Eagle River cleanup going public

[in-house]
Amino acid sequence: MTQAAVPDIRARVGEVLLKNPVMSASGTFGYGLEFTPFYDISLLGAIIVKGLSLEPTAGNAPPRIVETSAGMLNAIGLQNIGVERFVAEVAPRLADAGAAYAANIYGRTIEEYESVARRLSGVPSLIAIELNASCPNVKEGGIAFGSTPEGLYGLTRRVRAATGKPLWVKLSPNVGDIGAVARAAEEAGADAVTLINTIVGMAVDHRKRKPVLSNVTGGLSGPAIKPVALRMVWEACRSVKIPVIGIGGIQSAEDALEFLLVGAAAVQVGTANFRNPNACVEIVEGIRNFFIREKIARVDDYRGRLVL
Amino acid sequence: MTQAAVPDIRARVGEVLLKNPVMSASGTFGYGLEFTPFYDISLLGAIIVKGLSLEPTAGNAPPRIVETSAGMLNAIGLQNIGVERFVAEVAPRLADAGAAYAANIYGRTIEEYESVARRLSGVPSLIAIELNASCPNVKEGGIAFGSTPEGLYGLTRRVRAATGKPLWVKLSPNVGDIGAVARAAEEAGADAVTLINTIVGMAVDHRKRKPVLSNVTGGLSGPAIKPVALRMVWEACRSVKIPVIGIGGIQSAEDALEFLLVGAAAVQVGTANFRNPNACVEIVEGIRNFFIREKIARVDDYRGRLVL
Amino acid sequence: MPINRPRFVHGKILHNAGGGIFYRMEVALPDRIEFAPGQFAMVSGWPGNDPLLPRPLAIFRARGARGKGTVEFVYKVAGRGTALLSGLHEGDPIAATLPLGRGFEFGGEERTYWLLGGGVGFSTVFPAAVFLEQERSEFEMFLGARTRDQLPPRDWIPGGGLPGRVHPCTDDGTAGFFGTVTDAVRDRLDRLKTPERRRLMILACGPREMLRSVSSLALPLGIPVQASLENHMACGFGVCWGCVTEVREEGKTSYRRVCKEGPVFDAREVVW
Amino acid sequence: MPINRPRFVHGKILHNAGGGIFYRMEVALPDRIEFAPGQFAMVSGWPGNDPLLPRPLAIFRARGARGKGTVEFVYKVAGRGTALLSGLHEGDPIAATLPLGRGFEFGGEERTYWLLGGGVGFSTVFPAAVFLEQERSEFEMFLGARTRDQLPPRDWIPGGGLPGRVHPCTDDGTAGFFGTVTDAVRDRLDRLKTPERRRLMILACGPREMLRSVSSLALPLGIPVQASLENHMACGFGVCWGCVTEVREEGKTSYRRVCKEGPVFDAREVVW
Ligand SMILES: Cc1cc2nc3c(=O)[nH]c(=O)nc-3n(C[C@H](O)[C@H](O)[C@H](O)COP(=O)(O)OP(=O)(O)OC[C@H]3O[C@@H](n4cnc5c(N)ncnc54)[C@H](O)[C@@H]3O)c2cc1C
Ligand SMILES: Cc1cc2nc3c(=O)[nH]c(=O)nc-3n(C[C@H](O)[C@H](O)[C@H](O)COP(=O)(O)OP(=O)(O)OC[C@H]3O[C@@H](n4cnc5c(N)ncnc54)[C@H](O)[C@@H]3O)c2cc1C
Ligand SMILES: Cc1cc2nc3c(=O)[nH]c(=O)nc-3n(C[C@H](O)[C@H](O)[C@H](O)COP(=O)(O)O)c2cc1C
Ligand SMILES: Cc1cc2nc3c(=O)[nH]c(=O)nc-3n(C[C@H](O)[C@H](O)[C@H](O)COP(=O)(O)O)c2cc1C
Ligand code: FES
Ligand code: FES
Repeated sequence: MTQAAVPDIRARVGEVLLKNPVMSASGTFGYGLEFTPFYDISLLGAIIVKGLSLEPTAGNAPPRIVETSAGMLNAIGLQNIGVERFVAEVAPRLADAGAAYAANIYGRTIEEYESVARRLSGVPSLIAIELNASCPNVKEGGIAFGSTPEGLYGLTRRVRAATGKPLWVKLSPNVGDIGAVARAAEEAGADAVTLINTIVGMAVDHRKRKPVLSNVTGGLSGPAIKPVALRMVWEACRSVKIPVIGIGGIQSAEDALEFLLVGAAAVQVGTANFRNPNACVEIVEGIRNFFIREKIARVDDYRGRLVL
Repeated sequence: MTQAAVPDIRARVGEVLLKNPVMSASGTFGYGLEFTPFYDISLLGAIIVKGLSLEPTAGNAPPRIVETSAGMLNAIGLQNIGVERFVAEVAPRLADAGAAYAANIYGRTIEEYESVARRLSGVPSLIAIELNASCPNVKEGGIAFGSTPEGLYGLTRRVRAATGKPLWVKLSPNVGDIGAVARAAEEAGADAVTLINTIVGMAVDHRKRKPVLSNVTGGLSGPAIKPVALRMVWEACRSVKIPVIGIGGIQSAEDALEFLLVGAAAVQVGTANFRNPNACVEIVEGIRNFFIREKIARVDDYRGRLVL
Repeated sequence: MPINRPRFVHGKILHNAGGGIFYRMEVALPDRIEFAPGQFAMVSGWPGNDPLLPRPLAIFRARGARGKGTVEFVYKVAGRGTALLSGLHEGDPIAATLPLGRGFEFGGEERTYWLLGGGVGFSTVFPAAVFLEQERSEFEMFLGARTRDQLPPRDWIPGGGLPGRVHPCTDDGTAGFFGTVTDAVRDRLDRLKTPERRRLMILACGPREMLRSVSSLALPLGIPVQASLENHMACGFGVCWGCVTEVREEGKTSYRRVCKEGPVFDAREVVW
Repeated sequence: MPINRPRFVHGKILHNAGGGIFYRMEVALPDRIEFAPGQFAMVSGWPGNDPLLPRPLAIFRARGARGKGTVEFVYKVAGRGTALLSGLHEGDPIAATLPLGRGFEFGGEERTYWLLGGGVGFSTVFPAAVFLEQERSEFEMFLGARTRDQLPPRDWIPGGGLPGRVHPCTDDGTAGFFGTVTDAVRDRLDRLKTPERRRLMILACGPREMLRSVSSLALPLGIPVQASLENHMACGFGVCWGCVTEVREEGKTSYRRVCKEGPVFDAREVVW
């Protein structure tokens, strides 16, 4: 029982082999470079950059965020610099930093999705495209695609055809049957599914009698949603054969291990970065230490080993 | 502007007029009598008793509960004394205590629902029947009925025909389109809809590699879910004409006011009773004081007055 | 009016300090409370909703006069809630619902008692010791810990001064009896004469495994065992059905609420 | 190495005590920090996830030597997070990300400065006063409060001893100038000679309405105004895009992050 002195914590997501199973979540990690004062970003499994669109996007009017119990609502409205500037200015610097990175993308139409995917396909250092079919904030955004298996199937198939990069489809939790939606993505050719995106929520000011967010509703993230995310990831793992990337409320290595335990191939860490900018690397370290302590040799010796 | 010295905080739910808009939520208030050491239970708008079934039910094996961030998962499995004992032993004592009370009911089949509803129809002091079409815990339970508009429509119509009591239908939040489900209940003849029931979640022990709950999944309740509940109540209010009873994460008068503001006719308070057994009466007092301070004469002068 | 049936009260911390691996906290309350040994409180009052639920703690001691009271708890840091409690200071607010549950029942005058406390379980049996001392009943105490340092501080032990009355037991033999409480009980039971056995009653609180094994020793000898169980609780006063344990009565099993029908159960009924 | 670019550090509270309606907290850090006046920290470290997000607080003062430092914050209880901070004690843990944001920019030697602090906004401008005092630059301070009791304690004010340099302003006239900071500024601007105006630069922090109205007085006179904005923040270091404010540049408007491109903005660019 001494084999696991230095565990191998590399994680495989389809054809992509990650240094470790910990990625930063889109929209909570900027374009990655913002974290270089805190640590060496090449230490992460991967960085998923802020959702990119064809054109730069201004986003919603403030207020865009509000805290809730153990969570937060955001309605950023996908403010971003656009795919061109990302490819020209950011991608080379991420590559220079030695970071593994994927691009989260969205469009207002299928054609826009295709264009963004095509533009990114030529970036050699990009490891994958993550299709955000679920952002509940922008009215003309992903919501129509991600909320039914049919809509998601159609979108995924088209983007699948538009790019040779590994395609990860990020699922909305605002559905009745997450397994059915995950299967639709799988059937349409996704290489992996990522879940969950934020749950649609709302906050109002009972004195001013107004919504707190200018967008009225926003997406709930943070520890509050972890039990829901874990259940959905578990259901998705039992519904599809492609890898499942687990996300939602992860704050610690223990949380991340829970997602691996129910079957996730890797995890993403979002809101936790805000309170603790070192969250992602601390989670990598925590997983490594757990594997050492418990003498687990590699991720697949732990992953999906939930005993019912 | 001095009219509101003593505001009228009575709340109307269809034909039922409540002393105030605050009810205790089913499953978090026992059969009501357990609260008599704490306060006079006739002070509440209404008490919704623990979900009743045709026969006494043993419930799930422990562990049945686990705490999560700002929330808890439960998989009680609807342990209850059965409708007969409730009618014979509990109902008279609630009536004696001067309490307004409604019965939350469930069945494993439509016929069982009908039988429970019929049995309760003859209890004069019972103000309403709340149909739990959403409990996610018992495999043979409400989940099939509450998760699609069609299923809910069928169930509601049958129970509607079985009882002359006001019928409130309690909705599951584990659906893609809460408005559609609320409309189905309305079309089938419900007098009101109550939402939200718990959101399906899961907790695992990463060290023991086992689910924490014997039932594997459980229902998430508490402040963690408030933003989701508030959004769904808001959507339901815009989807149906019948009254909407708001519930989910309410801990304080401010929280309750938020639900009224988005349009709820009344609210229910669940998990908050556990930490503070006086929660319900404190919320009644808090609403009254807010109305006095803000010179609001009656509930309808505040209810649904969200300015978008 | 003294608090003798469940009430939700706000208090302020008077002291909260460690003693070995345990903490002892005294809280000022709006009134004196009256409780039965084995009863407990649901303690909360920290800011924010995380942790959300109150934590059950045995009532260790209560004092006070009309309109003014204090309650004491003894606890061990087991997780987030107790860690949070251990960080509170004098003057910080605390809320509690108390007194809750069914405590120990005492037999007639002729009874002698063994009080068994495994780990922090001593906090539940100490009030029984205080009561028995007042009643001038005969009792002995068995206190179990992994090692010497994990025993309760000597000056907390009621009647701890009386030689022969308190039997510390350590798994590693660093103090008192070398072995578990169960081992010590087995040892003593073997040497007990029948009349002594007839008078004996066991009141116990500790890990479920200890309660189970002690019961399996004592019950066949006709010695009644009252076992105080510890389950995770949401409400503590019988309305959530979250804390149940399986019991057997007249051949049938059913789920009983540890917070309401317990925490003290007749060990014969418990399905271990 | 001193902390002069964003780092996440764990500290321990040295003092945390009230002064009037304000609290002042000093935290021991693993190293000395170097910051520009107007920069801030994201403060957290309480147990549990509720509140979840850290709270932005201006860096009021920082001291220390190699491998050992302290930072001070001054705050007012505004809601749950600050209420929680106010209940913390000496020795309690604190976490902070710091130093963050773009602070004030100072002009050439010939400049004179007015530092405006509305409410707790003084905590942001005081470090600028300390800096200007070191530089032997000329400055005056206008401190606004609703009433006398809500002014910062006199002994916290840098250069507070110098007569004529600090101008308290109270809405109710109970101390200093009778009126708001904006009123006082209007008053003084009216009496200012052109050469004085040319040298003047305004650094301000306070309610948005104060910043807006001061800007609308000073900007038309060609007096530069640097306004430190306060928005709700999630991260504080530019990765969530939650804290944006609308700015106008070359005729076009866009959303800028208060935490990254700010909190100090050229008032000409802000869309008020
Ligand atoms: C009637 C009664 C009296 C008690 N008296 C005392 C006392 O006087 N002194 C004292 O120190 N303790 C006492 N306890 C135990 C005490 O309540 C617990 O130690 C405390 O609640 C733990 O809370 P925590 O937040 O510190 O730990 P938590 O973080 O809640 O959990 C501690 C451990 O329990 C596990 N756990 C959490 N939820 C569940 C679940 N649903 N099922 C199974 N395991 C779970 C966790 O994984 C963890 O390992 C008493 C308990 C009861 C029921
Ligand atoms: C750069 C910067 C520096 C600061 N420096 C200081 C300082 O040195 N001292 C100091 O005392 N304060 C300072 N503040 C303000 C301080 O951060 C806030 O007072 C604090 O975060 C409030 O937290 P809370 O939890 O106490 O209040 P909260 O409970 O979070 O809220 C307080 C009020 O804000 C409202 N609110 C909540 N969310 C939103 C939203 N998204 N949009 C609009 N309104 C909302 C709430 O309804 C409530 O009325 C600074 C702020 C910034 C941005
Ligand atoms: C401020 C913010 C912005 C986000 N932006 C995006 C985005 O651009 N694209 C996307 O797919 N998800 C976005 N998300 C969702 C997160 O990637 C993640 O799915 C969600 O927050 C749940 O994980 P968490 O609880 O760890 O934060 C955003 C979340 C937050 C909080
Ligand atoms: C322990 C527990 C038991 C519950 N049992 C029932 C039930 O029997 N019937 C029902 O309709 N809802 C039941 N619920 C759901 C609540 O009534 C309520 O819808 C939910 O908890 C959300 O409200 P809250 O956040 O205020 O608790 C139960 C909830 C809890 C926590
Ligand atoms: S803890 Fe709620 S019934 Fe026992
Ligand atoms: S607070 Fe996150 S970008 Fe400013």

The Campbells, after all, own a home at 512 Main St., and their property backs up to the Eagle River.One of the proposed projects seeks title to 1.6 acres of disparate, untitled parcels along the river bank. And the Campbells, like several other Minturn landowners, are concerned because a 30-foot by 50-foot section of their back yard, on which a barn sits, is partially untitled and could become public property if the proposal is accepted.These comments and others were expressed and recorded Monday at the first of two public meetings on three disparate proposals that aim to help restore a stretch of the Eagle River damaged by the acidic leaching from the Eagle Mine in the 1980s and “90s. A second meeting is scheduled for Dec. 10.The proposals, which prompted mixed responses Monday night in Minturn before 50 people, are a final chapter in the $70 million cleanup and restoration of the river mandated by the Colorado Department of Health and Environment and the U.S. Environmental Protection Agency in 1988. Their scope reflects the diversity of opinions about what is needed to restore the river.The individual projects raised issues ranging from concerns with back yards to creating issues that could affect metals contamination of the river.Money for the final restoration projects, known as the Natural Resource Damages Fund, comes from a $1.7 million fine assessed to Viacom, formerly Gulf & Western, which owned the mine. With interest, the fine has grown to nearly $3.1 million, with $2 million of that available for this round of restoration.A work group of stakeholders will rate the proposals next month and pass along its recommendations to the fund’s board of governors, which could approve any combination of projects. The first two proposals, as proposed, would cost a total of about $2.7 million; and the third, which would acquire land, could be funded, at least in part, by the Eagle Valley Land Trust.The fund itself, meanwhile, can be used to restore, replace or acquire natural resources damaged by the mine pollution. That acidic and metals-laden pollution, mostly zinc, killed all aquatic life in a 7-mile stretch of the river from the mine beneath Gilman to the confluence of the Eagle River and Gore Creek at Dowd Junction.Stream studies conducted by the state Division of Wildlife show a 14-year cleanup has significantly improved the habitat and aquatic species are now nearly recovered.Indeed, mankind’s activities along the river over the past century have impacted water quality and quantity. Those impacts include channelization of the stream, sedimentation, mine pollution, impacts from development and railroad activities from the tracks that parallel the river. Just leaving the river in the shape it was in prior to the mine’s pollution won’t ensure a healthy river, experts say.One of the main problems facing the river is the amount of water diverted for irrigation. Drought leaves precious little water in the river channel.The cities of Colorado Springs and Aurora typically divert 21,500 acre-feet during spring runoff from the southern headwaters of the Eagle River into the Arkansas River through the Homestake Reservoir collection and transmountain diversion system.During the height of the drought last summer, the river at Avon was flowing at 30 cubic feet per second, cfs, 25 percent of average, and water users fear the low flows this winter may cause the rive to freeze, cutting of their water. Heavy autumn precipitation has helped bring river flows up, but once the frigid temperatures of winter cause the river’s flow to drop.Streamflow insurance – $1.015 millionBased on the questions during the meeting, the most controversial of the three proposals calls for purchasing a sort of water insurance policy for $1.015 million against depleting the flow of the river with out-of-basin diversion by restricting use of a 500 acre-foot pool stored in Eagle Park Reservoir east of Camp Hale.That water would not be used unless the flow of the river drops beneath state minimum streamflow levels. Use of that water is encumbered so it cannot be diverted from the Eagle River basin. That’s significant because the Eagle Park Reservoir sits right at the Continental Divide, at the headwaters of three river basins. Water from the 2,013-acre-foot reservoir could be pumped into the Arkansas River, or even into the upper reaches of the Blue River.It’s called the Eagle River Flow Enhancement Proposal. It was submitted by a consortium of water users headed by the town of Minturn and the four members of the Eagle Park Reservoir Company – Vail Resorts, the Upper Eagle Regional Water Authority, the Eagle River Water and Sanitation District and the Colorado River Water Conservation District.”It’s an insurance policy that the water will actually be released into the Eagle River and will not be used by trade or exchange in a manner that would bypass the Eagle River,” says water attorney Glenn Porzak. “It does provide a guarantee (for the future) that that water wouldn’t be traded.”Porzak’s clients – which include Vail Resorts, the water authority and others with water rights – can divert the water that has been released from the reservoir once it reaches Dowd Junction. The river benefits from the increased flow. But releases of the water would be controlled by the members of the Eagle Park Reservoir Company, not the town of Minturn.Vail’s Tom Steinberg, a member of the work group evaluating the proposals, says the stored water already is flowing to Dowd Junction without charge.”That’s correct, but there’s no guarantee that will continue,” said Porzak.Vail Resorts typically diverts up to 900 acre-feet per year from the Eagle River during snowmaking season on Vail and Beaver Creek Mountains from November to January, and the water authority supplies domestic water to residents and businesses from Dowd Junction to Wolcott.Proponents of this “dual-use” plan in which water is both used to enhance flows and also consumed by others includes once-bitter rivals in past valley water wars – the town of MInturn, Vail Resorts, the water authority and sanitation district. They fought a protracted water battle in 1998 over water rights owned, but not used by, the town of Minturn.”This could also prevent water from being traded down lower in the basin,” Porzak says, adding that the price of the proposal makes the 500 acre-feet a bargain because it represents 25 percent of the yield of the Eagle Park Reservoir at approximately 5 percent of the cost of water today.Water in that reservoir, in fact, is selling for $12,000 an acre-foot, or enough water to cover a football field a foot deep.”This is plowing new ground and it was born out of necessity” he said. “If you want to get some meaningful amount of water for the price of what was in the Natural Resource Damage Fund, you have to come up with some creativity. An outright purchase, using the entire $2 million in this round of restoration funding, would buy 166 acre-feet in Eagle Park Reservoir.”The Colorado Water Conservation Board gave its conditional support to the proposal in a letter to the state Health Department. But it recommended the water-use restriction on release of stored water be extended all the way to Edwards, where the flows are most impacted by diversion.”The proposal indicated that minimum flows are not met in the lower reach of the Eagle River between Beaver Creek and Lake Creek as often as one out of every two years,” wrote the conservation board’s director, Rod Kuharich. “Since some of the Eagle Park Reservoir releases may already be scheduled for delivery to downstream contractors, if the town of Minturn, the lead agency in the proposal, is able to identify and commit some portion of the releases to the river downstream of Dowd Junction, we believe it may address significant environmental impacts without causing any significant adverse impacts to the end users of the water.”Porzak says if additional restrictions were imposed, it would cause the cost per acre-foot to grow because it further encumbers the ability of water-rights holders to use the water.Reshaping the stream – $1.123 millionA second proposal, the Eagle River Stream Restoration Project, seeks $1.123 million from the fund to restore 0.8 miles of river corridor through MInturn to make it a more natural, self-sustaining ecosystem. The proposal would increase the aquatic and wildlife habitat and help stabilize soil and sediment sources that impact the river. The town of Minturn would contribute an additional $259,000.”That section of stream is extremely wide and its channel is out of its natural balance,” says Troy Thompson, a water engineer with Ecological Resource Consultants. “Sections of the stream we are trying to improve are up to 130 feet wide and they have water in them that is just a few inches deep.”Reshaping the channel so the river is deeper and has better aquatic habitat is just one of four objectives of this project, and helping stabilize the channel will prevent stream-choking sediment delivered by stormwater from entering the river. To do that, boulders would be moved to direct the river’s flow, vegetation would be planted to stabilize the banks and stormwaters would be directed through sediment-trapping vaults that could be cleaned. Vegetative riparian terraces also would be created.By creating a better balance between channel shape and slope, a more natural stream environment will be created, the study stated. The proposal calls for purchasing 1.6 acres of land to be used for wildlife habitat. Another 3.8 acres of the river channel would be reshaped to create more pools and riffles. The sinuosity or curviness of the stream will also be increased slightly.The proposal also calls for a slight, 0.2-acre increase in the amount of wetlands along the river corridor. Wetlands preserve and enhance water quality. The proposal also calls for planting natural riparian vegetation along 5,600 feet of the stream to create a wetland fringe.That’s significant, the proposal noted.”Throughout a majority of the reach, natural riparian vegetation that normally buffers streams from activities in the watershed is missing,” the study stated.If this proposal is accepted, Thompson said work could begin in July, when snowmelt-driven flows of the river begin to drop. The in-stream portion of the project would be completed by Oct.1, to prevent stream work from interfering with trout-spawning season. Planting and cleanup would be completed in the spring of 2004.The river restoration would have some benefits that extend beyond the stream bank. Restoring the stream, for example, could create a Minturnian renaissance of sorts by enhancing property values and providing recreational uses that would draw more visitors.Minturn, after all, has long been in the shadow of its glitzy and highly developed resort neighbors, Vail and Beaver Creek.”We hope this will make the river our front porch instead of our back porch, Minturn Town Manager Alan Lanning said earlier this year.The town of Minturn is also studying how to incorporate the proposed river project into its master plan to link public recreation paths and parks with the project.Protecting headwatersThe third proposal being considered calls for acquiring a conservation easement on 62.5 acres of private land, the Westermann-Phelps property, at the base of Tennessee Pass on the south fork of the Eagle River, to prevent it from being developed. The bid request has been prepared by the Eagle Valley Land Trust, which seeks to protect open and sensitive lands from development.The landowner, Majorie Westermann-Phelps, approached the Land Trust with the proposal in 2000.”This project has a lot of good things going for it,” said Tom Page of the Eagle Valley Land Trust. “It’s visible, it’s got historical attributes and it’s an inholding surrounded by public land.”Page cautioned that the land needs to be protected now.”Never underestimate the speed of development,” he said.Thirty of the parcel’s 62 acres are developable. The “L”-shaped property straddles U.S. Highway 24, 16 miles south of Minturn. It contains more than 30 acres of wetlands, numerous ponds and seven natural springs. It also contains remnants of Taylor City, a gold mining town that existed from 1880 to 1891.The Eagle Valley Land trust has applied for $210,000 from the Natural Resource Damage Fund to acquire the land. The trust and the Eagle River Watershed Council will each donate $7,500; the lottery-funded Greater Outdoors Colorado Open Space program will grant $75,000. The conservation easement price for the parcel totals $300,000.”The primary objectives of the Westermann-Phelps conservation easement acquisition would be to permanently remove the development rights from the property, remove the ability of present and future landowners to sever the water rights from the parcel and indefinitely retain the wildlife, water and open space benefits for the public.To help achieve these goals, the conservation easement also would restrict any future mining activities, commercial timber harvesting and road building, the proposal stated.One objective is to replace and conserve the wetlands buried beneath the consolidated tailings pile south of Minturn during cleanup of the Eagle Mine.”Mine activities have covered or destroyed acres of wetlands and riparian areas that will be replaced in pat by this conservation easement,” the proposal stated.The conservation easement proposal itself should generate some discussion because it falls between the stated objectives of replacing, restoring or acquiring resources.That’s acknowledged by proponents.”While it is true that this project is not a fee-title acquisition, we would argue that the public benefits acquired by this easement serve the same purpose as an outright purchase. It is also very likely that those public benefits (water quality and quantity, wildlife habitat, wetlands, etc.) would be diminished if the land were publicly owned and subject to unrestricted access,” the proposal states.Eagle Mine timeline:- December 1983 – Elevated levels of metals are found in the Eagle River after mine tailings and mine waste water is no longer treated.- October 1984 – EPA proposes the Eagle Mine as a candidate for Superfund cleanup; in 1986 it is designated.- June 1988 – Cleanup agreement and remedial action plan between state, EPA and Gulf & Western (now Viacom) is approved in court. Cleanup activities begin.- November 1989 – Snow made on Beaver Creek Mountain has an orange tint from tainted Eagle River water. River now runs orange with metals contamination as cleanup continues.- August 1990 – Revised cleanup plan is created to include treating mine seepage, ground water and eliminating pumping water back into mine.- February 1991- Second water treatment plant for treating groundwater and seepage goes online.- March 1993 – EPA issues Record of Decision to modify cleanup standards for river to include metals contamination, monitoring runoff and speeding consolidation of tailings and roaster piles. River begins to show improvement.- July 1994 – EPA orders Viacom to carry out the directives noted in the record of decision. That includes monitoring surface and groundwater, testing material from waste rock piles, more monitoring of tailings pile and wetlands.- September 1997 -Tailings pile is capped and mine works at Belden are cleaned; river shows marked recovery; fish-shocking survey shows return of fish to areas that were dead.- September 2001 – Completion of construction phase of cleanup is announced.Cliff Thompson can be reached at 949-0555 ext 450 or firstname.lastname@example.org.